How to Recognize a Scam

Scams are becoming more and more sophisticated and sometimes difficult to recognize. Especially with advances in technology and the ability to find personal information about people online. Scammers are excellent at presenting themselves as legitimate and earning people’s trust. How can you protect yourself from falling victim to a scam? Be skeptical. Always question why someone is offering you a deal or contacting you and research them thoroughly before sending any personal or financial information. Here are a few additional tips to keep in mind to help you recognize a scam:

  1. If it sounds too good to be true, it probably is. Everybody likes to find a great deal and passing up hundreds of dollars of potential savings is hard to do but it is worth it to protect yourself from losing money or having your identity stolen by a scammer. For example, if a home security salesperson is at your door offering you a $1,000 discount on the latest system with free installation just because your address ends in the number “5” and in order to take advantage of the deal, you have to pay a down payment right then, it is probably a scam.
  2. If the salesperson is insisting that you pay immediately, it is probably a scam. Most offers do have an expiration date, but legitimate companies give customers a chance to review the offer first. Scammers pressure people to pay immediately so that they take their money before the customer realizes it is a scam.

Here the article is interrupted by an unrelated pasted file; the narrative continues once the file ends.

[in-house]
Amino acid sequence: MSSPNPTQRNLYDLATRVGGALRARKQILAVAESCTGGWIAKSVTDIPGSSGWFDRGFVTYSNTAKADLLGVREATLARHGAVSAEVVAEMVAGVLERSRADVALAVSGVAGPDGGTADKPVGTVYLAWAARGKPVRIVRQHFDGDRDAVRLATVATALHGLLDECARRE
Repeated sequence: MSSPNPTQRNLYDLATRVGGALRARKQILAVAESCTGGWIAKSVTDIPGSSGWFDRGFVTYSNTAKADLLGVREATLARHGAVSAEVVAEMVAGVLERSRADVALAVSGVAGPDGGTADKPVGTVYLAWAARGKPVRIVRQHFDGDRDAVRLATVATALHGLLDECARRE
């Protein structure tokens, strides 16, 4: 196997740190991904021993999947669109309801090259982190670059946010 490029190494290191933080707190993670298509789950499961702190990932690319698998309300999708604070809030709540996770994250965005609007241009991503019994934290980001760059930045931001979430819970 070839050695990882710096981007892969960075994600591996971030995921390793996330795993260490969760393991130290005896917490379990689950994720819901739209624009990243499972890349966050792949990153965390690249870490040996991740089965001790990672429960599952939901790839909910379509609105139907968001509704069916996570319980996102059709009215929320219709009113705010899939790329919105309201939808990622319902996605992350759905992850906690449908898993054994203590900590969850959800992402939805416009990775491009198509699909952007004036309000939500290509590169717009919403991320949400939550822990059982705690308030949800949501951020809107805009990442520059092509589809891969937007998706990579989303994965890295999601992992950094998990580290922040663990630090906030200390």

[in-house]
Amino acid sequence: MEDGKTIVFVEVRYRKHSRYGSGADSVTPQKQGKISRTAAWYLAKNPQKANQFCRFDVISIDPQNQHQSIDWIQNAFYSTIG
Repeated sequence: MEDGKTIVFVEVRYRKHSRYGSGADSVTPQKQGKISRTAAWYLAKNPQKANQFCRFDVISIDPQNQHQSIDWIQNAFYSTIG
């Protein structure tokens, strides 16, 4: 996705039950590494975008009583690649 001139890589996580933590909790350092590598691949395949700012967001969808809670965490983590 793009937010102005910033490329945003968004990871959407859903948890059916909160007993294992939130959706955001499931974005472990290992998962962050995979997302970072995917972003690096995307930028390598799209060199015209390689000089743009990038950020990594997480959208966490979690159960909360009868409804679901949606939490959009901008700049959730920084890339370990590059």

3. If contact is made completely out of the blue, it may be a scam. Getting a message from an old high school crush or long-lost friend is exciting but be very cautious. It is very easy to find lots of personal information online through searches and Facebook. If an “old friend” makes unexpected contact and something just doesn’t seem right (even though they know the name of your high school, former teachers, etc.), trust your instinct. Especially if this person suddenly needs money. Scammers will use your good nature against you.
  4. Never give out personal or financial information through email or on the phone to someone calling from an unknown number. If you are unsure if it is really the company calling you, tell them that you will call them back (look for their phone number on their website or card or statement).
  5. Trust your gut and resist the urge to be impulsive. If something just doesn’t feel right, trust your instinct and don’t do it. Lots of victims of scams say that they had a feeling that something wasn’t quite right, but they didn’t want to seem rude or miss out on a deal. Had they listened to their instinct they may not have fallen victim to the scam. Always take the time to make sure that you are dealing with a legitimate company and the person really is who they say they are.

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